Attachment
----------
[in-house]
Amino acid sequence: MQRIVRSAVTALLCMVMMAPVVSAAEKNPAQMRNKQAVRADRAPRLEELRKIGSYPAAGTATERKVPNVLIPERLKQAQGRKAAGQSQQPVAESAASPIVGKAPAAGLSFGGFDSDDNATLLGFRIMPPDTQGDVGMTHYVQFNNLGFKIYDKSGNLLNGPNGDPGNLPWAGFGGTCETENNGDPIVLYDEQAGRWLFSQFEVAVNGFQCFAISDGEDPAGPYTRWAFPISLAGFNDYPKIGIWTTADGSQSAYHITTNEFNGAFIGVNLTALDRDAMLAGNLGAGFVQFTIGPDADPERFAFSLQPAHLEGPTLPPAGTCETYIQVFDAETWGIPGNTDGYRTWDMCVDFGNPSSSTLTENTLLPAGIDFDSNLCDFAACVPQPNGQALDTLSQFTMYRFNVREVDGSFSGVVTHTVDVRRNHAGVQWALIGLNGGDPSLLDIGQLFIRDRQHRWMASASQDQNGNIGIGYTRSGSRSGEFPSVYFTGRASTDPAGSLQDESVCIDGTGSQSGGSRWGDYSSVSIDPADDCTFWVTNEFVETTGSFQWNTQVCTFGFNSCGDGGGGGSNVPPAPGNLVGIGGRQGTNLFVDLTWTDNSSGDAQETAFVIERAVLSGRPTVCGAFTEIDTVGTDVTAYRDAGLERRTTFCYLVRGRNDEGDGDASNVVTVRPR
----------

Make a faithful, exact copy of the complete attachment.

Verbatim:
[in-house]
Amino acid sequence: MQRIVRSAVTALLCMVMMAPVVSAAEKNPAQMRNKQAVRADRAPRLEELRKIGSYPAAGTATERKVPNVLIPERLKQAQGRKAAGQSQQPVAESAASPIVGKAPAAGLSFGGFDSDDNATLLGFRIMPPDTQGDVGMTHYVQFNNLGFKIYDKSGNLLNGPNGDPGNLPWAGFGGTCETENNGDPIVLYDEQAGRWLFSQFEVAVNGFQCFAISDGEDPAGPYTRWAFPISLAGFNDYPKIGIWTTADGSQSAYHITTNEFNGAFIGVNLTALDRDAMLAGNLGAGFVQFTIGPDADPERFAFSLQPAHLEGPTLPPAGTCETYIQVFDAETWGIPGNTDGYRTWDMCVDFGNPSSSTLTENTLLPAGIDFDSNLCDFAACVPQPNGQALDTLSQFTMYRFNVREVDGSFSGVVTHTVDVRRNHAGVQWALIGLNGGDPSLLDIGQLFIRDRQHRWMASASQDQNGNIGIGYTRSGSRSGEFPSVYFTGRASTDPAGSLQDESVCIDGTGSQSGGSRWGDYSSVSIDPADDCTFWVTNEFVETTGSFQWNTQVCTFGFNSCGDGGGGGSNVPPAPGNLVGIGGRQGTNLFVDLTWTDNSSGDAQETAFVIERAVLSGRPTVCGAFTEIDTVGTDVTAYRDAGLERRTTFCYLVRGRNDEGDGDASNVVTVRPR